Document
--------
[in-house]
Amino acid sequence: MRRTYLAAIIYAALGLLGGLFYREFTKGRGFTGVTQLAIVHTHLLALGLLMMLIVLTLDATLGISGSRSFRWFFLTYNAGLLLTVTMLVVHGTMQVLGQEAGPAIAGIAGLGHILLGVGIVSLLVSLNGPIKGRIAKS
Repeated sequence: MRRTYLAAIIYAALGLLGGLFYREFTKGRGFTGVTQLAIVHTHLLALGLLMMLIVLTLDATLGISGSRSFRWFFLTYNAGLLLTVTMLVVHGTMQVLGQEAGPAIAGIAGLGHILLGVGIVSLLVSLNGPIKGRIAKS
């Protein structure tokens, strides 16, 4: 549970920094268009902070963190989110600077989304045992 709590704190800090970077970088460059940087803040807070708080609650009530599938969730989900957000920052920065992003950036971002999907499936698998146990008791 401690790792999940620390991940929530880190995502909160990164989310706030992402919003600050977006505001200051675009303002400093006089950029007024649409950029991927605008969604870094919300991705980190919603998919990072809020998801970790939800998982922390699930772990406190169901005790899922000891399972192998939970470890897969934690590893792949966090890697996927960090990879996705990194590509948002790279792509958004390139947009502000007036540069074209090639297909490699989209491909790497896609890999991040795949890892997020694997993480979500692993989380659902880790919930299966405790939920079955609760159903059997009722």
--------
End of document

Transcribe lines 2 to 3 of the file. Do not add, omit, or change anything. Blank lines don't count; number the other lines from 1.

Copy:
Amino acid sequence: MRRTYLAAIIYAALGLLGGLFYREFTKGRGFTGVTQLAIVHTHLLALGLLMMLIVLTLDATLGISGSRSFRWFFLTYNAGLLLTVTMLVVHGTMQVLGQEAGPAIAGIAGLGHILLGVGIVSLLVSLNGPIKGRIAKS
Repeated sequence: MRRTYLAAIIYAALGLLGGLFYREFTKGRGFTGVTQLAIVHTHLLALGLLMMLIVLTLDATLGISGSRSFRWFFLTYNAGLLLTVTMLVVHGTMQVLGQEAGPAIAGIAGLGHILLGVGIVSLLVSLNGPIKGRIAKS